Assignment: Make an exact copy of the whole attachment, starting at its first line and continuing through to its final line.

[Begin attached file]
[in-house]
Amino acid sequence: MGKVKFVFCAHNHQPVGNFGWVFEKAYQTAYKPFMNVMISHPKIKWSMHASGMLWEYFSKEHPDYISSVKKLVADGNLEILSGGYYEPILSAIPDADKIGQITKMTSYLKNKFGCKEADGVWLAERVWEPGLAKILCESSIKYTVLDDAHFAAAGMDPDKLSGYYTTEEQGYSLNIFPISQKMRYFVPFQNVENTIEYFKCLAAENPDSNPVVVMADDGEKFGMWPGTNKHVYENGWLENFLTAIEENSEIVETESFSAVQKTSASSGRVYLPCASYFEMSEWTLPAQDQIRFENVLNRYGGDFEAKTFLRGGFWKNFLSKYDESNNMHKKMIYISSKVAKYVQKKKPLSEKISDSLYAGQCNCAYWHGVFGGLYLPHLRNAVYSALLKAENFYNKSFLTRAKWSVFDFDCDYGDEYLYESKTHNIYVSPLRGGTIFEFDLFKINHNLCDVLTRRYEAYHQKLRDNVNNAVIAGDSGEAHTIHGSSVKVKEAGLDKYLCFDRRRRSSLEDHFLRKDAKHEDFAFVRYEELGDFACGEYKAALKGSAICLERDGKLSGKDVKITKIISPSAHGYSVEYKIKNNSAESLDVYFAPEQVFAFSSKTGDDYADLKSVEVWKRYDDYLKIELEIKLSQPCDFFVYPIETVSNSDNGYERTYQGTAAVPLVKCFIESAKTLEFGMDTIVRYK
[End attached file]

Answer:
[in-house]
Amino acid sequence: MGKVKFVFCAHNHQPVGNFGWVFEKAYQTAYKPFMNVMISHPKIKWSMHASGMLWEYFSKEHPDYISSVKKLVADGNLEILSGGYYEPILSAIPDADKIGQITKMTSYLKNKFGCKEADGVWLAERVWEPGLAKILCESSIKYTVLDDAHFAAAGMDPDKLSGYYTTEEQGYSLNIFPISQKMRYFVPFQNVENTIEYFKCLAAENPDSNPVVVMADDGEKFGMWPGTNKHVYENGWLENFLTAIEENSEIVETESFSAVQKTSASSGRVYLPCASYFEMSEWTLPAQDQIRFENVLNRYGGDFEAKTFLRGGFWKNFLSKYDESNNMHKKMIYISSKVAKYVQKKKPLSEKISDSLYAGQCNCAYWHGVFGGLYLPHLRNAVYSALLKAENFYNKSFLTRAKWSVFDFDCDYGDEYLYESKTHNIYVSPLRGGTIFEFDLFKINHNLCDVLTRRYEAYHQKLRDNVNNAVIAGDSGEAHTIHGSSVKVKEAGLDKYLCFDRRRRSSLEDHFLRKDAKHEDFAFVRYEELGDFACGEYKAALKGSAICLERDGKLSGKDVKITKIISPSAHGYSVEYKIKNNSAESLDVYFAPEQVFAFSSKTGDDYADLKSVEVWKRYDDYLKIELEIKLSQPCDFFVYPIETVSNSDNGYERTYQGTAAVPLVKCFIESAKTLEFGMDTIVRYK